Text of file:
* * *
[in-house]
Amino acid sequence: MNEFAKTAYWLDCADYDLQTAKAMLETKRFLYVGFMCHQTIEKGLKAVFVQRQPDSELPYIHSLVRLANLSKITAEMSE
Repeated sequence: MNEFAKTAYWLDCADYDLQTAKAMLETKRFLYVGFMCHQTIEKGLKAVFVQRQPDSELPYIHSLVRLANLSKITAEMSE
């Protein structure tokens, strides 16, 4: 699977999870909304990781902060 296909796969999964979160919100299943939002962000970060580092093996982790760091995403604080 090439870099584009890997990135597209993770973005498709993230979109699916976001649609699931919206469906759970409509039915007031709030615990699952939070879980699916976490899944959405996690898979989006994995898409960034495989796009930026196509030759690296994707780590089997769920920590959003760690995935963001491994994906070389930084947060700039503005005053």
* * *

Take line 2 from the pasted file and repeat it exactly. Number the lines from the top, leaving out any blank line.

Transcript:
Amino acid sequence: MNEFAKTAYWLDCADYDLQTAKAMLETKRFLYVGFMCHQTIEKGLKAVFVQRQPDSELPYIHSLVRLANLSKITAEMSE